From the original recipe by Henriette Davidis

In Henriette Davidis’ Practical Cook Book. Compiled For The United States From The Thirty-fifth German Edition” 1897–USA

Ingredients

Pastry:

2 cups(9 oz –255 g) all-purpose flour (unbleached)

1 cup ( 1/2 lb–2 sticks—-227 g) unsalted butter

3 tbsp (1 oz –28 g) sugar

2 tbsp (30 ml) cold water (or as needed)

Apple Topping:

5-6 tart apples (I used Granny Smith apples)

1/2 cup (100 g) white wine

1/2 organic lemon (juice and zest)

1/3 cup (30 g–1 oz) almonds, blanched and coarsely ground

flour

sugar

Preheat the oven to 325°F–160°C

Make the Pastry: Put the flour and butter in the bowl of a food processor and pulse briefly until the mixture looks like bread crumbs. Add the sugar and pulse briefly to mix it in, then add enough cold water, 1 tbsp at a time, processing briefly until the pastry comes together. Do not over process. Gather the dough in a piece of wax paper and let it rest in a cool place, but not in the refrigerator, for about 20 minutes. Then place the dough in a springform pan (10-inch–25 cm diameter), pressing it down with the tip of your fingers over the bottom and 1/3 up the sides of the pan to line the pan with a thin layer of pastry. Sift a thin layer of flour over the pastry shell, then place the pan in the refrigerator for about 20 minutes.

Meanwhile, prepare the Apple Topping: Mix the wine, 1 tbsp of sugar, the ground almonds, the lemon juice and the grated lemon zest and set this mixture aside. Peel and core the apples, cut them in half, and with a sharp knife score each apple half on the round side with several thin parallel cuts that reach 2/3 of the way through. Dip each apple half in the wine mixture, then arrange the apples, cut side down, on the pastry shell. Spoon any remaining wine mixture on top of the apples, then sprinkle a very generous amount of sugar all over and between the apples.

Bake for at least 90 minutes, or until the pastry is golden and the apples cooked. Take the tart out of the pan and let it cool on a rack.

It is important for the success of this recipe to bake the tart for a long time at a relatively moderate temperature, not above 325°F (160°C), on a rack placed in the upper third of the oven.

It is also important to sprinkle a layer of flour on top of the pastry before arranging the apples in the pastry shell. The flour will prevent the juices from running over.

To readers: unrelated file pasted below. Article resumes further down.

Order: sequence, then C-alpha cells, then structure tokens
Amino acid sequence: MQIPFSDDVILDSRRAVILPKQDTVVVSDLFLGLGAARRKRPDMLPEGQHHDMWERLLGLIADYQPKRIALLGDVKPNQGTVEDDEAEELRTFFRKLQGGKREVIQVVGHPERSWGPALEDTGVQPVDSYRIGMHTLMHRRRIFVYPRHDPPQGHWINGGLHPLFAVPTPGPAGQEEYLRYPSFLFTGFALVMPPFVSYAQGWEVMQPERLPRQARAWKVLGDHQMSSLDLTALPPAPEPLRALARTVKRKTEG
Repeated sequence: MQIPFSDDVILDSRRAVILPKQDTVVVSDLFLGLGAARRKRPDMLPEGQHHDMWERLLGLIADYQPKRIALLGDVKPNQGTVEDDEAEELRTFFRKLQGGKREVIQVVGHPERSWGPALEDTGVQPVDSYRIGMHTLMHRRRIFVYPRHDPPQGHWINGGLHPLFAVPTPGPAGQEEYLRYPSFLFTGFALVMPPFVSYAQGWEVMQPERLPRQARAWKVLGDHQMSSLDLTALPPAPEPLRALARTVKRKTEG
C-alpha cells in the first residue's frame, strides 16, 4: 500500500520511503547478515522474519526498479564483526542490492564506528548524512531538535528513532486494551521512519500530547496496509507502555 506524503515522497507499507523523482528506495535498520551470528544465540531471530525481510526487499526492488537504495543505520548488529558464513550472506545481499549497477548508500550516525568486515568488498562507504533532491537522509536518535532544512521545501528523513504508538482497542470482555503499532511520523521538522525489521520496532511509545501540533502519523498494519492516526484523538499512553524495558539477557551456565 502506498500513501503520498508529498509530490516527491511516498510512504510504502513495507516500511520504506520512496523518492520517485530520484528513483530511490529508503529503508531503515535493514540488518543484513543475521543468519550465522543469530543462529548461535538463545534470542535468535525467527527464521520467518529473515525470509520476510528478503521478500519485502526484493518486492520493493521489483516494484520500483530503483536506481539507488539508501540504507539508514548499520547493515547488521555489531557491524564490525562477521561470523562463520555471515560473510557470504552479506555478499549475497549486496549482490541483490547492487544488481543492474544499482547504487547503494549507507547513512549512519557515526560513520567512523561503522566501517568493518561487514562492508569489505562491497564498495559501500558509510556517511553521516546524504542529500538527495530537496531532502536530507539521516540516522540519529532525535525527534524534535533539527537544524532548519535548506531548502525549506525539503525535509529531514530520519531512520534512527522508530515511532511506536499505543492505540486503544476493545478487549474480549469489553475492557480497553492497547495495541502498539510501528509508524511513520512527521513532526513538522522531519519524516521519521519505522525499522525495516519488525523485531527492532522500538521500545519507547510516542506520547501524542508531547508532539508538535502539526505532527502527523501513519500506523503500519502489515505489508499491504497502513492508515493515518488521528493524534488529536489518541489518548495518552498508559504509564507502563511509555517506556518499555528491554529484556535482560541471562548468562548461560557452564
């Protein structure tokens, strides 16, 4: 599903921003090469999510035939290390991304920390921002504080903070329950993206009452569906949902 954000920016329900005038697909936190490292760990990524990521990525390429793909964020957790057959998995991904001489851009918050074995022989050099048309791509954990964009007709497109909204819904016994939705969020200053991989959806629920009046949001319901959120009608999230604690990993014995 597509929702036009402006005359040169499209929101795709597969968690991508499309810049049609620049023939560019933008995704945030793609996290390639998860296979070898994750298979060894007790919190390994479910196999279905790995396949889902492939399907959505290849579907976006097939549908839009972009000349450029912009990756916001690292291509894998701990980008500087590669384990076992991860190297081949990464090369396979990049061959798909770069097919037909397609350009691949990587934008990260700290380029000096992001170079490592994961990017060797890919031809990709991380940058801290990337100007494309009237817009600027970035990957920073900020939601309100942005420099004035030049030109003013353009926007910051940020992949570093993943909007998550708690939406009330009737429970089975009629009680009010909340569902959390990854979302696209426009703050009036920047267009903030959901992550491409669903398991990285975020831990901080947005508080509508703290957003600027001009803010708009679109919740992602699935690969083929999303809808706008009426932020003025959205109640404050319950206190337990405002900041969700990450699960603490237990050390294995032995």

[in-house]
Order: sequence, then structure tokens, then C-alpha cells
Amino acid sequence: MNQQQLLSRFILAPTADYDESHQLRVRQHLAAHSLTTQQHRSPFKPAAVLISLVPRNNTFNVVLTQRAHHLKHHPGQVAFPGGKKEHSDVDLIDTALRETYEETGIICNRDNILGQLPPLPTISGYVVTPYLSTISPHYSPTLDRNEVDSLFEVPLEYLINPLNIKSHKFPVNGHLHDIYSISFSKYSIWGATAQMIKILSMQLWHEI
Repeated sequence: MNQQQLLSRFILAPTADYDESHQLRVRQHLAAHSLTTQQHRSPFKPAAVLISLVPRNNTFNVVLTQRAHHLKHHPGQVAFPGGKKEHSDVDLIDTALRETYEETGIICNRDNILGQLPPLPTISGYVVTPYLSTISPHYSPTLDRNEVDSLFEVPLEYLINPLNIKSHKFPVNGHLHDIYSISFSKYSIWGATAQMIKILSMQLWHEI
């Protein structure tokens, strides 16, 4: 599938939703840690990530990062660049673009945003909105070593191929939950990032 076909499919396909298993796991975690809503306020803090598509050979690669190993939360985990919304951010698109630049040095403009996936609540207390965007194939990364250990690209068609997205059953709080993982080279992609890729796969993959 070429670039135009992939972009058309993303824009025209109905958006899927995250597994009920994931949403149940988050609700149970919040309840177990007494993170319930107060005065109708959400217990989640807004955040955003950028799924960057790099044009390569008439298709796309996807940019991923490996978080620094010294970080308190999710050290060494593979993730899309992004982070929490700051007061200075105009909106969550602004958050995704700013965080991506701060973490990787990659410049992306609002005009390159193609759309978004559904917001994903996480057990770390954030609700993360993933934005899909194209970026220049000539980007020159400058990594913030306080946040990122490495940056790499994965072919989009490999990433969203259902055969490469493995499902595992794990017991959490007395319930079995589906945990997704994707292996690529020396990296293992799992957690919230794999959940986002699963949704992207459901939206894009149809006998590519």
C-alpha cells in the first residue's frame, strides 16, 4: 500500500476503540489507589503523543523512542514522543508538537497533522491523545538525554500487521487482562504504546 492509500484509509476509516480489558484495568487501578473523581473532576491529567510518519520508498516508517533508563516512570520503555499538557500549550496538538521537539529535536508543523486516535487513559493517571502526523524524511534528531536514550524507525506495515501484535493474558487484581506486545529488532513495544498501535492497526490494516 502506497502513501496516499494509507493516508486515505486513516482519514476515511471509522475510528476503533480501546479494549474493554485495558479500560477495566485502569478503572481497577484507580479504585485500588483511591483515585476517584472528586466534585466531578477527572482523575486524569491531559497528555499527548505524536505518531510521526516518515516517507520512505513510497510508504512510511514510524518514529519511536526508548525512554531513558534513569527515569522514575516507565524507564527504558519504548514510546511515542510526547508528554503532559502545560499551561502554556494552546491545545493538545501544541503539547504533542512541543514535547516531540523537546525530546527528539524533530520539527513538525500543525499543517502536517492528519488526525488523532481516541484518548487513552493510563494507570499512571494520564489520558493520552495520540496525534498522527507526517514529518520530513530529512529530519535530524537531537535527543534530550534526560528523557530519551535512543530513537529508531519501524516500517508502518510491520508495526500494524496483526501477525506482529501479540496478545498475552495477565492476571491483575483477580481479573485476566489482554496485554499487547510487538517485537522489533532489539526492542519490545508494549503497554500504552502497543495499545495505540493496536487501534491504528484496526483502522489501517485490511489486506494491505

Posted in Blog Events, Fruit, German Cooking, Pies & Tarts | 7 Comments »

Pignoli Tart (Torta coi pinoli)

Posted by bakinghistory on July 16, 2007

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A crisp pastry shell with a creamy semolina filling speckled with crunchy pine nuts

From the original recipe by Pellegrino Artusi

In “La Scienza in Cucina e l’Arte di Mangiar Bene” 1891–Italy

Ingredients

For the pastry (Pasta frolla)

1-1/2 cup (200 g) flour

1 stick (100 g) unsalted butter
1/2 cup (100 g) sugar

1 large egg

1/2 tbsp (7.5 ml) white wine–or as needed

1 yolk to glaze and confectioners’ sugar to decorate

For the Filling

1/2 cup (100 g) medium semolina

1/3 cup (65 g) sugar

2 cups (500 ml whole milk

1/2 cup (50 g) pine nuts

1/2 tbsp (10 g) butter

2 eggs

1 pinch salt

1/2 tsp (2.5 ml) pure vanilla extract (or better, vanilla paste)

Preheat the oven to 375° F (190°C)

Make the pastry: Place flour and butter (cut into small dice) in the bowl of a food processor and pulse briefly until the mixture resembles coarse bread crumbs. Add salt, sugar and pulse briefly again, then add the egg well beaten and pulse to incorporate. Add a little wine, as needed, with the machine running, until the dough just comes together. It is important not to overwork the dough. Gather the pastry in a piece of wax paper and refrigerate.

Make the filling : Chop the pine nuts with a sharp knife–they should be the size of rice kernels. Do not use a machine to do this or the pine nuts will be ground too fine. Bring the milk (with a pinch of salt) to a boil and then add the semolina little by little, stirring to eliminate lumps. Cook the semolina on low heat for about 5-6 minutes–the mixture will be stiff and smooth. Stir continuously to avoid scorching. Take off the heat and add sugar and other ingredients except eggs. Set aside to cool. When the semolina is lukewarm add the eggs, well beaten, stirring vigorously to incorporate well, until the mixture is again smooth and creamy.

Assemble the tart: On a lightly floured surface roll 2/3 of the pastry (leave the rest in the refrigerator) to an 11-inch round 1/8-inch (3 mm) thick and line a 9-inch tart pan with a removable bottom with the pastry, pressing gently with your fingertips to cover sides and bottom of the pan.

Roll the remaining portion of pastry in an 11-inch square and cut into strips about 1/4-inch (0.5 cm) thick.

Pour the filling into the prepared pastry shell smoothing the surface with the back of a spoon. Make a lattice on top with the prepared strips. Brush the strips with yolk and bake the tart for about 1 hour.pinolitart2.jpg

The tart filling will be golden and raised, but will fall as the tart cools. Take the tart out of the pan and let cool on a rack.

Sift confectioners’ sugar on the tart once cold. pinolitart3.jpg

 

 

Posted in Italian Cuisine, Italy, Pies & Tarts | 6 Comments »